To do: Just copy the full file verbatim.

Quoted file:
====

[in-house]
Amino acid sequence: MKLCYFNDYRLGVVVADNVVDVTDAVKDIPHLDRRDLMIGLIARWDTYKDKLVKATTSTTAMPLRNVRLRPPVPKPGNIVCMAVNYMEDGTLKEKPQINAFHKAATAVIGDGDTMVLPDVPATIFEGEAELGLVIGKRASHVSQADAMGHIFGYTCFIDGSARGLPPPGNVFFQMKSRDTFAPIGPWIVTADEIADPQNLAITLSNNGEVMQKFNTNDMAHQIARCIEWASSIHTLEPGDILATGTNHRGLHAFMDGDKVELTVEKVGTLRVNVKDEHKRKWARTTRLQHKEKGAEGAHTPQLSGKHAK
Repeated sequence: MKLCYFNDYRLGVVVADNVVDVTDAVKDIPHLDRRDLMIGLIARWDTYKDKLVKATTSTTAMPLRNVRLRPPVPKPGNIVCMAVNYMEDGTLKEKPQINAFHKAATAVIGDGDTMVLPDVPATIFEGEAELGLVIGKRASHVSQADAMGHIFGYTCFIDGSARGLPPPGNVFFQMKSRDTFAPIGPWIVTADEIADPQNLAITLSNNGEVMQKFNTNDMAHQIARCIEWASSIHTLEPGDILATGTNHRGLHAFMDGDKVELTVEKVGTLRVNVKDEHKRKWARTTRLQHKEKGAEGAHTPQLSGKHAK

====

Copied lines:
[in-house]
Amino acid sequence: MKLCYFNDYRLGVVVADNVVDVTDAVKDIPHLDRRDLMIGLIARWDTYKDKLVKATTSTTAMPLRNVRLRPPVPKPGNIVCMAVNYMEDGTLKEKPQINAFHKAATAVIGDGDTMVLPDVPATIFEGEAELGLVIGKRASHVSQADAMGHIFGYTCFIDGSARGLPPPGNVFFQMKSRDTFAPIGPWIVTADEIADPQNLAITLSNNGEVMQKFNTNDMAHQIARCIEWASSIHTLEPGDILATGTNHRGLHAFMDGDKVELTVEKVGTLRVNVKDEHKRKWARTTRLQHKEKGAEGAHTPQLSGKHAK
Repeated sequence: MKLCYFNDYRLGVVVADNVVDVTDAVKDIPHLDRRDLMIGLIARWDTYKDKLVKATTSTTAMPLRNVRLRPPVPKPGNIVCMAVNYMEDGTLKEKPQINAFHKAATAVIGDGDTMVLPDVPATIFEGEAELGLVIGKRASHVSQADAMGHIFGYTCFIDGSARGLPPPGNVFFQMKSRDTFAPIGPWIVTADEIADPQNLAITLSNNGEVMQKFNTNDMAHQIARCIEWASSIHTLEPGDILATGTNHRGLHAFMDGDKVELTVEKVGTLRVNVKDEHKRKWARTTRLQHKEKGAEGAHTPQLSGKHAK